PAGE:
The Coon Rapids City Council voted Tuesday to postpone a vote on whether to move ahead with its proposed multimillion-dollar community center.

The council said it wanted to look more closely at the design submitted by architects Perkins + Will and to continue to gauge public opinion on the 159,000-square-foot center.

"The next thing is to absorb it and meet as a council," Mayor Tim Howe said Wednesday. "We couldn't do all that and take testimony, too."

The council will meet in a workshop session within 30 days to go over the design; the date hasn't been set but will be advertised on the city website,

As presented Tuesday, the center would cost about $38 million, plus about $8.5 million for land acquisition and related expenses. From a tax standpoint, that would be about $125 a year for owners of a $220,000 home.

City officials hope the project will jump-start redevelopment along the ailing Coon Rapids Boulevard. It will include not only a replacement for the approximately 50-year-old Cook ice arena, but also three full-size gyms, an aquatics center, indoor playground, fitness center, senior and community gathering space, an outdoor green and skating space.

After a presentation by Perkins + Will, Council Member Joe Sidoti asked for an itemized budget, and fellow Council Member Scott Schulte requested a budget that reflects the cost of acquiring land for the 25-acre project.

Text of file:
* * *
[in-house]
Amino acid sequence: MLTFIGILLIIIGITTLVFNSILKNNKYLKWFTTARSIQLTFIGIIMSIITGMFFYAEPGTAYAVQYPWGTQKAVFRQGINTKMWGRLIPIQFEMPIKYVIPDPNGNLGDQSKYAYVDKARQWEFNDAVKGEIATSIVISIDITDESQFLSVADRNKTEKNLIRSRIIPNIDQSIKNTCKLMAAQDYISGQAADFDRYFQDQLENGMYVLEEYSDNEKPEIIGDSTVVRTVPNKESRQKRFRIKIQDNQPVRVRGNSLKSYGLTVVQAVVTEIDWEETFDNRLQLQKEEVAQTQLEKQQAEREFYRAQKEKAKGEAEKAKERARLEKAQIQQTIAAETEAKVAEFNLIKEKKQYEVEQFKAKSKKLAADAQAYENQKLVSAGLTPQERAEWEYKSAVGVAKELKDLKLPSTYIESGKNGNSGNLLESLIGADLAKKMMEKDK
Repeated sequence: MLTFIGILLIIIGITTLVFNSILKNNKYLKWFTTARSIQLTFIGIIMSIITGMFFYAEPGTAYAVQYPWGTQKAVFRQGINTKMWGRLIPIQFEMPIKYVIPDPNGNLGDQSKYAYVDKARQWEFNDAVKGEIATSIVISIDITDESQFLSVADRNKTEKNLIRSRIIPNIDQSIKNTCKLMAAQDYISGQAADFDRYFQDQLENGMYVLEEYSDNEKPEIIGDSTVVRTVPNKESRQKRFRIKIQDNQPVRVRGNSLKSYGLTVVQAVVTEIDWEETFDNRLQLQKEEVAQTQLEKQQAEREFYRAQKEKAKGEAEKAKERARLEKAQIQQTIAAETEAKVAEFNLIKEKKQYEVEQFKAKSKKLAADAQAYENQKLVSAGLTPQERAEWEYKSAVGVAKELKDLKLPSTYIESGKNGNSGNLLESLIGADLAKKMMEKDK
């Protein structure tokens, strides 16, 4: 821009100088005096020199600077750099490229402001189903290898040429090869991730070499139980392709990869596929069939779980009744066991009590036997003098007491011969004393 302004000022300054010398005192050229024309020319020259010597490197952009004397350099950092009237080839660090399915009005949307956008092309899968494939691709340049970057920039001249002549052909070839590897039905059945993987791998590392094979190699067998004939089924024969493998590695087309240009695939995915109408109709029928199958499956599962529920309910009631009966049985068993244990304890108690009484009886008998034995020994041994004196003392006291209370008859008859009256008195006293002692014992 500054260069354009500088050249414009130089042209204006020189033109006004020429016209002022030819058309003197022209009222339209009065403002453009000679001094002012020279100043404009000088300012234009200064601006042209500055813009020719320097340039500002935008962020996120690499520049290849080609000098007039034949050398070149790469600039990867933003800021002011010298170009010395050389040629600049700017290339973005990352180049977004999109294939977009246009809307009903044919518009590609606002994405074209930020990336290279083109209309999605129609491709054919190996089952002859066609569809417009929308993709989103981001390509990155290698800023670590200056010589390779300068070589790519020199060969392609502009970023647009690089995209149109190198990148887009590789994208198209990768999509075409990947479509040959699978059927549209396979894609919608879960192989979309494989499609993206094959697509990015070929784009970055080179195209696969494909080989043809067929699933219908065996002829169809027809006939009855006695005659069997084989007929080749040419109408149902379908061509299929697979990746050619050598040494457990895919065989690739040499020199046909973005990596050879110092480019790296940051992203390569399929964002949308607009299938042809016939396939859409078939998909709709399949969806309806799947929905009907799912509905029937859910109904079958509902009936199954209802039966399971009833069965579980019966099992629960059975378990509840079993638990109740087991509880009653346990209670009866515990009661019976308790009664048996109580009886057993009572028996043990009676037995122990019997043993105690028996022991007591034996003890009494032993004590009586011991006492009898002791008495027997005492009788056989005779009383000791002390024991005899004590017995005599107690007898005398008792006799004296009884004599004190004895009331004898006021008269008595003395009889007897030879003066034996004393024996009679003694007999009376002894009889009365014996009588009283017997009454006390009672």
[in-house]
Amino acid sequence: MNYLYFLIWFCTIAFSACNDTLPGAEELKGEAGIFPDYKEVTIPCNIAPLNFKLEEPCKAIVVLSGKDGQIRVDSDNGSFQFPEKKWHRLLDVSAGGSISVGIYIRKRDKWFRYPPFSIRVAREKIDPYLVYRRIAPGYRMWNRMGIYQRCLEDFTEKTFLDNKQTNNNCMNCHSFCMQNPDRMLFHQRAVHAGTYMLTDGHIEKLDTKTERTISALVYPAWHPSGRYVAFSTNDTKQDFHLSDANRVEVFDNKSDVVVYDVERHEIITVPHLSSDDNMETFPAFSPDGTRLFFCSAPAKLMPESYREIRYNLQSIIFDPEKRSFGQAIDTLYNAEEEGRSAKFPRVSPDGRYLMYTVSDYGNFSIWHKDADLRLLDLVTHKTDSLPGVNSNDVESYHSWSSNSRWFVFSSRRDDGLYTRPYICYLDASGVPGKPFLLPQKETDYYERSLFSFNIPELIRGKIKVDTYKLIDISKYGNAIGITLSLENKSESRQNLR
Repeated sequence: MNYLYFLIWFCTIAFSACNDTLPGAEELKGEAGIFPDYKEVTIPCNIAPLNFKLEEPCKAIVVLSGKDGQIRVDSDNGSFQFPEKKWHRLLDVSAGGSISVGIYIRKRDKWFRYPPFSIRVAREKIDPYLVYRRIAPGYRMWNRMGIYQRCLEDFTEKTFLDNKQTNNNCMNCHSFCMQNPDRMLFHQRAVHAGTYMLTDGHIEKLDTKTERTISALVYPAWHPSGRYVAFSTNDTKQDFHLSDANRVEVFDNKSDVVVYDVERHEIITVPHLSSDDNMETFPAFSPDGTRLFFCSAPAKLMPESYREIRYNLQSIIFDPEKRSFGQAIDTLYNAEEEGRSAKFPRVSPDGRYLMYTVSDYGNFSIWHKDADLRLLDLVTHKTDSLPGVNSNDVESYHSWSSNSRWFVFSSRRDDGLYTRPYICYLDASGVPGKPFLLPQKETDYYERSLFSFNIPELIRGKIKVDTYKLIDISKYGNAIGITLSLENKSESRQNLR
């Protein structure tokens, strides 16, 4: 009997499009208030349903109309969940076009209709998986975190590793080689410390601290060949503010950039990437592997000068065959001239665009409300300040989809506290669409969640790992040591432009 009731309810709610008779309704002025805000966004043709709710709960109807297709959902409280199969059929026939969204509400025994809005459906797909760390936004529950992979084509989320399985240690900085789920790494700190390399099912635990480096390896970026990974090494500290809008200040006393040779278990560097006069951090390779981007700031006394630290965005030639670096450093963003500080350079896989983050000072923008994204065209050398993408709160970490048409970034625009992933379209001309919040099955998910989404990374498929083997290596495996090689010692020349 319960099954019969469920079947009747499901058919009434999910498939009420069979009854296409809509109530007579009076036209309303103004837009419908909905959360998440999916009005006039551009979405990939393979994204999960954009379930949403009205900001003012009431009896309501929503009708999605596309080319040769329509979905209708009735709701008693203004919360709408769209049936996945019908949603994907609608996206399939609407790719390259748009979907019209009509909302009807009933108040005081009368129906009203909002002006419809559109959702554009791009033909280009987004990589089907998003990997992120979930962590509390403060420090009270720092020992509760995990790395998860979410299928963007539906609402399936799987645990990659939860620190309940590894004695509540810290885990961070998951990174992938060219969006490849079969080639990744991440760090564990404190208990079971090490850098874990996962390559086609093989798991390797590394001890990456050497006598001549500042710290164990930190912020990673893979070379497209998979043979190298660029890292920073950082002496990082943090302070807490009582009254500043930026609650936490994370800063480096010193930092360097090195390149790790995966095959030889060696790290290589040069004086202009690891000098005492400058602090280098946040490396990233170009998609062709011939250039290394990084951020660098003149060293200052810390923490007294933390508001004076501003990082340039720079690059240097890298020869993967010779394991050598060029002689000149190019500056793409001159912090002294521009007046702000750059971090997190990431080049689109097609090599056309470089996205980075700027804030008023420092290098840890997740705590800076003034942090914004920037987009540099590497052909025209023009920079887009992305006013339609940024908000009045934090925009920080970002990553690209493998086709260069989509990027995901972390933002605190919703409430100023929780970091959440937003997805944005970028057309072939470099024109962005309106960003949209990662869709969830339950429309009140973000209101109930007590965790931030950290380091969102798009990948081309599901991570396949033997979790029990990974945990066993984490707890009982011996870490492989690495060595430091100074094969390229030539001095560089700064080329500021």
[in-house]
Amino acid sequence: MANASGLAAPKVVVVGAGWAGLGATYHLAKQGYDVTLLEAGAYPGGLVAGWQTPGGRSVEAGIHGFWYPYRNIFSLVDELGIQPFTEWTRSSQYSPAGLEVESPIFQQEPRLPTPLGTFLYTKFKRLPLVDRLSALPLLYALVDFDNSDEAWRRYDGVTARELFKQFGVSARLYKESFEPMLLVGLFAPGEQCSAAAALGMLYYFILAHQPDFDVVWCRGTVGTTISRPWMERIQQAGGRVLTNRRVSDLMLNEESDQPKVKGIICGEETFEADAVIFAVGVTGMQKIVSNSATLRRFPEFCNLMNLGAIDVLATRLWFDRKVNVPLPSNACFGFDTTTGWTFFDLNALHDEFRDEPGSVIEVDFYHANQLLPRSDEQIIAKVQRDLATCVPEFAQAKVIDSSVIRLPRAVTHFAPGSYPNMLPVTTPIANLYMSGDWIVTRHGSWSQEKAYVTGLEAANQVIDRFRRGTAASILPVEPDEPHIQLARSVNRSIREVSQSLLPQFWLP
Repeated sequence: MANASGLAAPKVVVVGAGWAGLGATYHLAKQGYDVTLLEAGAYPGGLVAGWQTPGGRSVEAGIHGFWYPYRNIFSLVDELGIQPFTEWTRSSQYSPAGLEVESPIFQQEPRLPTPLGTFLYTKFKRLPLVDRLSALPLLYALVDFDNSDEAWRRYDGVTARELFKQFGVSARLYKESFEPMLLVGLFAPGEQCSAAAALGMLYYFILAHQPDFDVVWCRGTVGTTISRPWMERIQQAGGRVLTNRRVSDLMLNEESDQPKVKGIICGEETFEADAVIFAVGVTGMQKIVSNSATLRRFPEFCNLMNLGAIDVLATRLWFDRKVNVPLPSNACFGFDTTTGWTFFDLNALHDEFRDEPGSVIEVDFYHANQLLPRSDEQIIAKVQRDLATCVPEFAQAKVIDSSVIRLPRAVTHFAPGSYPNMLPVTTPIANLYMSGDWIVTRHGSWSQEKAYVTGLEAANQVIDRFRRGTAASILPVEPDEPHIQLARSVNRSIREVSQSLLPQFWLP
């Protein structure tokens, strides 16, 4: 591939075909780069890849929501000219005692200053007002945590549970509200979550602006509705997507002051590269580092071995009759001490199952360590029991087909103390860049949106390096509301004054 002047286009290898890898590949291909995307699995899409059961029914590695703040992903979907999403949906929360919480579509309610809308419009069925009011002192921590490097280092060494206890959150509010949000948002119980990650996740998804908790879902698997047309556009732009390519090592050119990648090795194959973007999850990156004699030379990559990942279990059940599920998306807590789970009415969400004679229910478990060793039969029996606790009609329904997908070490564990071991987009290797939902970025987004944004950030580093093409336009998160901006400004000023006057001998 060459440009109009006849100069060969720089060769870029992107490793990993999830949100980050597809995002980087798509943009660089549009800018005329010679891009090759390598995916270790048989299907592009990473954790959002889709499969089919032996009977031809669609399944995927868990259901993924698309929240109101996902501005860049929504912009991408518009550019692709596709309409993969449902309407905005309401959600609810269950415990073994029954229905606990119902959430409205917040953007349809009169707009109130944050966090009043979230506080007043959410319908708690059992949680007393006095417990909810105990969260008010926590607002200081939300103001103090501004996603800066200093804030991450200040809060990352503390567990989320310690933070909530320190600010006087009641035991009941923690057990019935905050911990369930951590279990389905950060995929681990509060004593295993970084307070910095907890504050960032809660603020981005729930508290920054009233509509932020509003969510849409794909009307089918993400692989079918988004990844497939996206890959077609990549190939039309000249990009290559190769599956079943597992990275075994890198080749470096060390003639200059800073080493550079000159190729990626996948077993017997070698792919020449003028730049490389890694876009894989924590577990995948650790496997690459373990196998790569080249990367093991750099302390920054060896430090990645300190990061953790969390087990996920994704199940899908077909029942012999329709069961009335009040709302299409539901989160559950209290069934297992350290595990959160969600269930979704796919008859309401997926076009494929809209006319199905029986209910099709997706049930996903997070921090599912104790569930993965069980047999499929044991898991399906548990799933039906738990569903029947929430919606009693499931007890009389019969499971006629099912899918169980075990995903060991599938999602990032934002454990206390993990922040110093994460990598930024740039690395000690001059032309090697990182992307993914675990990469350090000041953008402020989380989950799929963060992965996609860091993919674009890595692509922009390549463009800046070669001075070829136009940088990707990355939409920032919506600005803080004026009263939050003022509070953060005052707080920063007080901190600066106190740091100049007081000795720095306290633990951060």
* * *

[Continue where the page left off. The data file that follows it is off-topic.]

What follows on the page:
Sidoti, whose yes vote in July has wavered as the project has moved forward, said he wants to see community involvement in the debate go beyond the activists on each side.

On Tuesday, residents filled the council chambers and adjoining workshop space, and the council heard about 90 minutes of testimony from 24 speakers. The majority voiced opposition to the project, citing fears about how a taxpayer-financed community center would affect those on a fixed income or those with no income because they are unemployed.

Resident Jeff Abraham said he is working two part-time jobs since he lost his full-time job two years ago. "Economic times are tough," he said. "Many people would enjoy it, but many of us don't want to pay for it, not right now."

Others said they had been drawn to Coon Rapids because of affordable housing and low taxes. They argued that increases in residential and commercial taxes would have a repellent effect.

"If you raise taxes, you're going to chase more people out of Coon Rapids," said Mandy Benz, adding that a tax increase could exacerbate the foreclosure crisis. "It's time to get back to basics, and it's time to move on."

Kris Olson, a leader in the opposition group, said he has 368 signatures from residents.

"A project like this should be the cherry on top of a community," he said. "It should be something the community can rally around. It shouldn't be something most of the people are opposed to."

Several residents did speak in favor of the project. Several long-time residents grieved for a Coon Rapids of the past, a city with a vibrant main street, a place they were proud to call home.

Bernice Olson noted that she was in her second home in the city "and if I croak, I've got my lot at Epiphany."

She drew a comparison to neighboring Blaine.

"I look at them as a vibrant community, and that's what I want Coon Rapids to look like. ... I'm on a fixed income, but I'm willing to pay what I need to get this community center and bring some life back into Coon Rapids."

Ted Schmolke, one of the 45-member community center task force, said it may be time to change the focus to selling the project.

"Now that we're done with the blueprints, maybe we'll have to work on the rah-rah stuff from here on in."

Maria Elena Baca • 612-673-4409